The trail has some hills in the beginning that heat up my body a bit. After climbing the course for about 20 to 30 minutes, then walking down, beautiful scenery spreads out before my eyes.
Along the right side of the trail, a river crossing two mountains came into sight. The altitude from the trail walk and the river is about 20 to 30 meters. On the river, some tourists and local residents were riding a small boat.
Leaving the beautiful site behind, I went into a bamboo grove that later led me to Oka Castle and Fukoji shrine, where you can find Kyushu’s biggest stone Buddha. I ring a bell by pulling a long white rope to wake up a patron saint and wish for my family’s health.
Some delicious meals such as yakisoba, or fried noodles, and some grilled chicken with fresh vegetables and even some Korean side dishes including kimchi and chives mixed with hot peppers and sesame oil were offered for lunch. It is hard to call the place a restaurant as it is set in a small classroom in a closed school. Instead of some complex mathematics equations, menus for the meal, some of which were written wrong with some cute mistakes in Korean that read “Fry Tofu” instead of “Fried Tofu” are on a blackboard with greeting letters.
The last trail I experienced was Myoken course in Kagoshima prefecture in Kirishima City. It takes about four to five hours to walk the entire 11-kilometer course that runs along the Myoken hot spa village, Inukainotaki Fall, Wake Shrine, Ryoma promenade and Shiohitashi Spa Ryoma Park.
The Kirishima Myoken course is a famed honeymoon place of Sakamoto Ryoma (1836-1867) and his wife. Ryoma, born in Kochi Prefecture on the island of Shikoku, was one of the greatest leaders in Japan’s modernization. The couple’s honeymoon trip is known as the first Japanese honeymoon and the Myoken course is beloved as a romantic place. It recently became a popular trail not only for local residents but also for trekkers.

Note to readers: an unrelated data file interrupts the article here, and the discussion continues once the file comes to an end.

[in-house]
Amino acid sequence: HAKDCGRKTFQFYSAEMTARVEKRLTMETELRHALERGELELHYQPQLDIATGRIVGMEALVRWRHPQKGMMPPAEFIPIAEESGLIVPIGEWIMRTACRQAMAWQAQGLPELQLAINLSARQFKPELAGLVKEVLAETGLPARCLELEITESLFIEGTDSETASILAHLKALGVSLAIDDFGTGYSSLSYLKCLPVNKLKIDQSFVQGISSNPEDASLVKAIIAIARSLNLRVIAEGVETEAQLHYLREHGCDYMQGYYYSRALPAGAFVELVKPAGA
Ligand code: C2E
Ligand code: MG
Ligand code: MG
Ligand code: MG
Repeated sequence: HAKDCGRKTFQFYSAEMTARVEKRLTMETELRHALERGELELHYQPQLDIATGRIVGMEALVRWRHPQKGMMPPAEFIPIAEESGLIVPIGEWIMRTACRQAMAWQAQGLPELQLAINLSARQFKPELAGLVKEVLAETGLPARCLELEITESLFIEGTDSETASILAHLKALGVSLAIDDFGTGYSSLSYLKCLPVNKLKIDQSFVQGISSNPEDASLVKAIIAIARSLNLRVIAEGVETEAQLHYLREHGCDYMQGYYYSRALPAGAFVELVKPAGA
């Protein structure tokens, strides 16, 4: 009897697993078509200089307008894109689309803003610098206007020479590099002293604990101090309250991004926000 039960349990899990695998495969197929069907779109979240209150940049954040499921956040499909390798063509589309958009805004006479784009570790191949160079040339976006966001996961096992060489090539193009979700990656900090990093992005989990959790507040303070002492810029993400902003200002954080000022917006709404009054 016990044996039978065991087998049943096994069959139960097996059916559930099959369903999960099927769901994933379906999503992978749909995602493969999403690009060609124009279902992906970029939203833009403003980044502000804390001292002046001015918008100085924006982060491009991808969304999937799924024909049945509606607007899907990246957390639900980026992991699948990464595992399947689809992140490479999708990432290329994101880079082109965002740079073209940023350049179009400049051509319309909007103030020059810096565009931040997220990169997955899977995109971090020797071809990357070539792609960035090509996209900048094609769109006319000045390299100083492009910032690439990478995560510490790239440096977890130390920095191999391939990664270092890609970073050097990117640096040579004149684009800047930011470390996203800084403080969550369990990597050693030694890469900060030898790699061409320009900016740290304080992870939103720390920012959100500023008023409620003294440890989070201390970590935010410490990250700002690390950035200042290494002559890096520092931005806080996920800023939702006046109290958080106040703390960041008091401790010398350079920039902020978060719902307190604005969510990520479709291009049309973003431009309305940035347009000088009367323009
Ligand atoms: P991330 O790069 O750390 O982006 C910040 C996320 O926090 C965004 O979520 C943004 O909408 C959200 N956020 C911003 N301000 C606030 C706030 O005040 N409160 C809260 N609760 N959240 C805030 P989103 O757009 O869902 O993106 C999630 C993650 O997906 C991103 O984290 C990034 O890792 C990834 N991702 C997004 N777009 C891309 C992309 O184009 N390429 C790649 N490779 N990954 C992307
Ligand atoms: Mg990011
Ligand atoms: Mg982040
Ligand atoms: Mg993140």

The flight from Incheon Airport to Kagoshima takes 95 minutes, and then it takes another 25 minutes to reach the Myoken spa village, the starting point of the course, via a public bus that can easily be found at the airport.
As I walked about 15 to 20 minutes, a light rain began to fall, rustling the green leaves all over the side of the trail. It feels like the rain is whispering to me to turn off my music and listen to the sound that nature is creating. For a while, I close my eyes and listen to the stream coming from Inukainotaki Fall and the light rain drizzling on the trees.
The last course is Shiohitashi Spa, where Ryoma stayed the longest. In the Shiohitashi Spa Ryoma Park, some relics related to Ryoma’s life are displayed in a small museum. Free foot baths that can relax trekkers’ feet are offered at the park as well.
Other than the trail course, there are many places or events that tourists would find interesting. Every July, for example, the Kokubu summer festival is held in the Kokubu civic center in the Kirishima city area. A street parade attended by about 6,000 people is the highlight of the festival. In August, the Descendant of the Sun-Goddess advent Kirishima festival is held at Kirishima-jingu Shrine. Information for these festivals and the trail can be found at www.city-kirishima.jp.
It was quite a tight schedule to experience these courses in three days, but when I got back on the plane to fly to Incheon Airport, I thought of what I had in Kyushu and soon I saw the images of the friendly faces of people who always said, “Ohayou,” when I faced them during trekking, living in the beautiful sites of Kyushu.
BY KWON SANG-SOO [email@example.com]